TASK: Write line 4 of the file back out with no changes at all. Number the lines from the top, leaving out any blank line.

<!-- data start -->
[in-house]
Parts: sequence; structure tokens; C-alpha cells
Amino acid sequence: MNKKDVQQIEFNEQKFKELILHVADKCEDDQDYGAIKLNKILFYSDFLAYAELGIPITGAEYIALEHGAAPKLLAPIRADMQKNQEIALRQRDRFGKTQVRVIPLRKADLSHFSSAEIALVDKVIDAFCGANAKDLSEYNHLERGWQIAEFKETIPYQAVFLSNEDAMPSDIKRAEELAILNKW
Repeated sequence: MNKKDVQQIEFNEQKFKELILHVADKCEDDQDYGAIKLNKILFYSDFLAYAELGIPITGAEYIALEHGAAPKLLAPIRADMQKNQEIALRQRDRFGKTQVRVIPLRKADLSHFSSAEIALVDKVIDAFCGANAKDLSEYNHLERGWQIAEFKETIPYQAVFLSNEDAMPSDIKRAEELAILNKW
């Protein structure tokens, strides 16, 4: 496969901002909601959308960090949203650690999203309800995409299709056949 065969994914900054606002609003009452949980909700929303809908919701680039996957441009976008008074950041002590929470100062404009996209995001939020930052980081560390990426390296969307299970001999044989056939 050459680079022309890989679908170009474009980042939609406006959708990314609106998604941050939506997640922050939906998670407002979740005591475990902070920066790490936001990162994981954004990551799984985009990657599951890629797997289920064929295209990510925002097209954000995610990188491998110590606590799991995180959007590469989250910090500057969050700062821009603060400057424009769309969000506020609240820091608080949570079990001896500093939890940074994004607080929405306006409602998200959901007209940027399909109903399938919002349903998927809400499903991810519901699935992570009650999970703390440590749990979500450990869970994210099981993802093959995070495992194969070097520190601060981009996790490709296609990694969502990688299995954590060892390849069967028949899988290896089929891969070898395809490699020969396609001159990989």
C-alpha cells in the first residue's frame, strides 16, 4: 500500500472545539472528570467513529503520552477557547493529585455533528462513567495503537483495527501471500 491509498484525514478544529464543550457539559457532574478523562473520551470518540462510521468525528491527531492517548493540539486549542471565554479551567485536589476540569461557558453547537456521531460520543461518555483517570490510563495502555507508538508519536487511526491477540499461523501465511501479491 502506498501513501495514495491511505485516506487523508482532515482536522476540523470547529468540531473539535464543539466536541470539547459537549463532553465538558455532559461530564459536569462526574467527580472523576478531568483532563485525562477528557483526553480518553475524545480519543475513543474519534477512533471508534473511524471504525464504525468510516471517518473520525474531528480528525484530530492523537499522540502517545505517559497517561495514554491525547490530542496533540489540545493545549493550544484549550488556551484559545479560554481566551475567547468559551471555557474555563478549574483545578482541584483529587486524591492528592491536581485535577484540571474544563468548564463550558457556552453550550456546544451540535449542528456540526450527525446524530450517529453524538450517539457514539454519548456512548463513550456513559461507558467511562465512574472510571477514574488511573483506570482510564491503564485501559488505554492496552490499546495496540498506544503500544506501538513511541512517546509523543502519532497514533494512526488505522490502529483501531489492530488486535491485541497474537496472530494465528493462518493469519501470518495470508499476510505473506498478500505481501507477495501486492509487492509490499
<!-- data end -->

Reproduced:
Repeated sequence: MNKKDVQQIEFNEQKFKELILHVADKCEDDQDYGAIKLNKILFYSDFLAYAELGIPITGAEYIALEHGAAPKLLAPIRADMQKNQEIALRQRDRFGKTQVRVIPLRKADLSHFSSAEIALVDKVIDAFCGANAKDLSEYNHLERGWQIAEFKETIPYQAVFLSNEDAMPSDIKRAEELAILNKW